As a senior studying politics and Latin at Hillsdale College, I came to D.C. seeking an internship that would broaden and deepen my understanding of international relations. While working at The Institute of World Politics as a presidential intern over the past semester, I experienced that and more.
I applied to IWP as part of the Washington-Hillsdale Intern Program (WHIP), through which Hillsdale students spend a semester studying in the nation’s capital. For many students, this provides the first taste of the “real world” outside the ivory tower of the university. For me, however, it revealed the overlap between the two. Working at The Institute of World Politics gave me insight not only into the world of foreign policy, but also into the inner workings of a graduate school. I am now more eager than ever to pursue graduate studies and an eventual career teaching politics.
At IWP, I found a fantastic community of fellow interns, mentors, students, and professors. In addition to my rewarding time working with my direct supervisors, Dr. James Anderson, and his incomparable assistant, Ms. Gloria Shunda, I also enjoyed my conversations with IWP’s intern coordinator, Mason Taylor, who had a story and a smile for everyone walking through the door. I loved overhearing discussions throughout the office on the merits and shortcomings of various politicians’ recent speeches or the policy ramifications of the newest DoD report. During faculty lecture lunches, interns had the opportunity to hear from experts on crucial foreign policy topics and receive valuable career advice. Auditing an IWP course provided a unique glimpse into graduate-level work and the expertise of IWP’s professors. Additionally, group trips like the one to the Spy Museum—where teams of interns and students competed against one another in a scavenger hunt through layers of security clearance, propaganda, and misdirection—provided a fantastic opportunity to meet other interns and explore new parts of the city.
One of the most adrenaline-filled but rewarding experiences was Exercise Dragon Teeth, a strategy exercise in international tensions and diplomacy. This exercise offered ample opportunity to understand the pressure undergone by policymakers during times of crisis. Conducting remote meetings with other interns to discuss the ideal response to the press after a fictitious attack helped me to grasp the gravity of such a situation in a way that no description or lecture could.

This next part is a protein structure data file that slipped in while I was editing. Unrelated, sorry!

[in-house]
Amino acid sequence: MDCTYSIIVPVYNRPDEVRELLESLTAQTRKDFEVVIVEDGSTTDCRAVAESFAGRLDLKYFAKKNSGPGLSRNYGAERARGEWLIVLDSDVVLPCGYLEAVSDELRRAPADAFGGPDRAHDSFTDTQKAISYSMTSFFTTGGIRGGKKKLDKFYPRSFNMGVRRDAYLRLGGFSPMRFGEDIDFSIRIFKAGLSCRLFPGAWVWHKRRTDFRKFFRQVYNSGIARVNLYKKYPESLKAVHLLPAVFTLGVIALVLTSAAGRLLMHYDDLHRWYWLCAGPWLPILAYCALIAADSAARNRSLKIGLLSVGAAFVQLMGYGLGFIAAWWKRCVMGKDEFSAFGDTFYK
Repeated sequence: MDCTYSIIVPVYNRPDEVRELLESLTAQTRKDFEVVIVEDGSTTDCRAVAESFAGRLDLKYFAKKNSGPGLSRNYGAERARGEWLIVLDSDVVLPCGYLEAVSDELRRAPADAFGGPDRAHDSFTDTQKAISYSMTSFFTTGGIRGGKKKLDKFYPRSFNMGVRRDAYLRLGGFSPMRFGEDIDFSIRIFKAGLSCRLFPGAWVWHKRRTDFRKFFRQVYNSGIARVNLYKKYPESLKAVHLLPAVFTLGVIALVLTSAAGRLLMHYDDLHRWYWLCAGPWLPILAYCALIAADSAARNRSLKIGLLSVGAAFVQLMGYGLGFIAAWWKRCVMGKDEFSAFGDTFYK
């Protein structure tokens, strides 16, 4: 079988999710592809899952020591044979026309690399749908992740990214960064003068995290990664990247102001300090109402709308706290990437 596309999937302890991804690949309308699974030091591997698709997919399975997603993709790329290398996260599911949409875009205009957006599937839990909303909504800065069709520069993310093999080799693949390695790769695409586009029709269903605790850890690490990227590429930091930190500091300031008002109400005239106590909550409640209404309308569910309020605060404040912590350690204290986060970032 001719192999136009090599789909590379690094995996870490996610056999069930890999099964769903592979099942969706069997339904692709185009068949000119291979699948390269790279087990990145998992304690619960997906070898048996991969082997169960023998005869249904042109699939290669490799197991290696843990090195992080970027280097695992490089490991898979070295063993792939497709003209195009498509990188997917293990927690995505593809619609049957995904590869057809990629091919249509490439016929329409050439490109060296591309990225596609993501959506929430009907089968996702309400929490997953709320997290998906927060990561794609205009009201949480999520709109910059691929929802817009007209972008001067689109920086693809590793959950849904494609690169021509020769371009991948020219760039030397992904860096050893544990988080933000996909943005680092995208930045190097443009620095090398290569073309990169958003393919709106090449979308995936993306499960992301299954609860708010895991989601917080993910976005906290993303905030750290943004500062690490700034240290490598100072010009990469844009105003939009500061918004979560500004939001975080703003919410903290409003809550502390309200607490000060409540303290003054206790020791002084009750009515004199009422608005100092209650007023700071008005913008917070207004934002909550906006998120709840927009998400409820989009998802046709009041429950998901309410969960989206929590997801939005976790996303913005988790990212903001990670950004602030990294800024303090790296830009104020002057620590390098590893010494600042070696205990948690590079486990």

My internship also provided a diverse range of projects, allowing me to see multiple facets to the work of a graduate school. In addition to my work on research, project proposals, trip preparation, and editing, I assisted the events team with significant events such as commencement and Dr. Anderson’s presidential inauguration at the 30th (+1!) Anniversary Gala. Whether I worked with a team of fellow interns or on my own, my assigned tasks were dynamic, engaging, and fulfilling.
I have known far too many young professionals who have accepted subpar internships simply to have a D.C. experience. Such students often spend their time merely entering data into spreadsheets or running coffee around the office. Although these are crucial to the efficient function of the workplace, an internship that consists of such tasks exclusively leaves interns unfulfilled and chafing at the bit. At IWP, however, I found that the projects assigned by your supervisor truly utilize your skills and capabilities. You are viewed as an addition to the team rather than an easily replaceable tool. IWP regards its interns as future world-changers whose growth ought to be intentionally fostered and guided towards productive ends, and it behaves accordingly.
I have thoroughly enjoyed my time interning at The Institute of World Politics and am thrilled that I will continue remote work back on Hillsdale’s campus through the spring semester.